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There are a few things that are annoying about writing macros* (in particular when I last checked there was no way to break the hygiene which is something that is occasionally useful for eg making lots of functions that follow a similar template) in Rust but in general I think they strike a really nice balance for a language with complex syntax:

1. Macros only happen in certain points and don’t need to be known to be parsed so parsers can be made which don’t need to understand macro syntax (or know which macros are in scope before parsing). I think this is better than e.g. ocamlp4 (writing a plugin for an alternative compiler frontend) or perl6 (subclassing the grammar of the language and adding your own rules which is a bit nice but also a bit crazy. Perl has the advantage of being so dynamic that any kind of analysis tools are not written to parse the code but to introspect it).

2. Macros don’t require any code to be compiled and then run at compile time. This also means that macros are not programs that have to understand the type of the ast and operate on it, something that would be particularly painful in rust for writing something simple. Languages where macros are not like this are ocaml with ppx, Rust, and Julia (where the ast is super vaguely defined and hard to work with, especially in the way it magically deals with module scoping and quoting, quaisiquoting, and “hygiene”)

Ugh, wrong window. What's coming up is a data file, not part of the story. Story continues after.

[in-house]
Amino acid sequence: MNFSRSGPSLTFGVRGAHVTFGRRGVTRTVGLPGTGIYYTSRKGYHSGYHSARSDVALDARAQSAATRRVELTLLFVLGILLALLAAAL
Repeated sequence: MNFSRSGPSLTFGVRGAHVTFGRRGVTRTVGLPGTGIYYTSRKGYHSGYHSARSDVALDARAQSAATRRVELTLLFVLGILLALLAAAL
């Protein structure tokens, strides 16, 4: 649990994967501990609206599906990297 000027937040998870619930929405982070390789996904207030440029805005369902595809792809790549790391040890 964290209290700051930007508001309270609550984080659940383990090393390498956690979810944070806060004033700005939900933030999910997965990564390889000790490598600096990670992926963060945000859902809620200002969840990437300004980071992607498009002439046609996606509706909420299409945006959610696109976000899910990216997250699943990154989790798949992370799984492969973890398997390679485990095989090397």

3. The input to a macro is not a parse tree but rather a “token tree” which is essentially a sequence of tokens where delimiters are matched and converted into “tokens,” something that feels vaguely like TeX. the only other macro system that works at all like this is Lisp but that’s because the language (and ast) is sequences of tokens with parenthesised bits grouped into single tokens so it doesn’t really count.

4. Macros are based on rewrite rules. These make it quite hard to write macros but I think they’re the best we have for not needing to invent a huge language just to write macros in, and for having macros be hygienic. Scheme macros are also rewrite based but it is easier to understand how they work because the shape of their input it more obvious

One thing that makes me sad about rust macros is having to specify the “type” of things that are matched against, e.g. “expr”. I can see why it’s needed but it does feel somewhat limiting. Another thing is that macro invocations look different from the rest of the syntax so a macro feels like it’s tacked on rather than a part of the language.

* by macro I mean the kind made of rewrite rules and not compiler plugins

You might be interested in the work that Carl Mäsak is doing with 007 (http://masak.github.io/007/). It is the playground for developing future versions of macros in Perl 6.

I gotta say what I really like about macros are that ( and )s are matched. If you say:

  while ($($cond:tt)*) {
You'll actually match both

  while (true) {

  while (5 * (2 + 3)) {
. It counts the parenthesis :D

Even C preprocessor macros count parenthesis.

   MAC((here, have one argument), and then this second one)

But this is a requirement of the “you must be able to parse source code including macros without having to know how to expand macros” rule. Otherwise how would you know how to parse the following:


  foo! ( { ( x ) } )

  foo! ( { ( x } ) )
With {} representing the argument to the macro.

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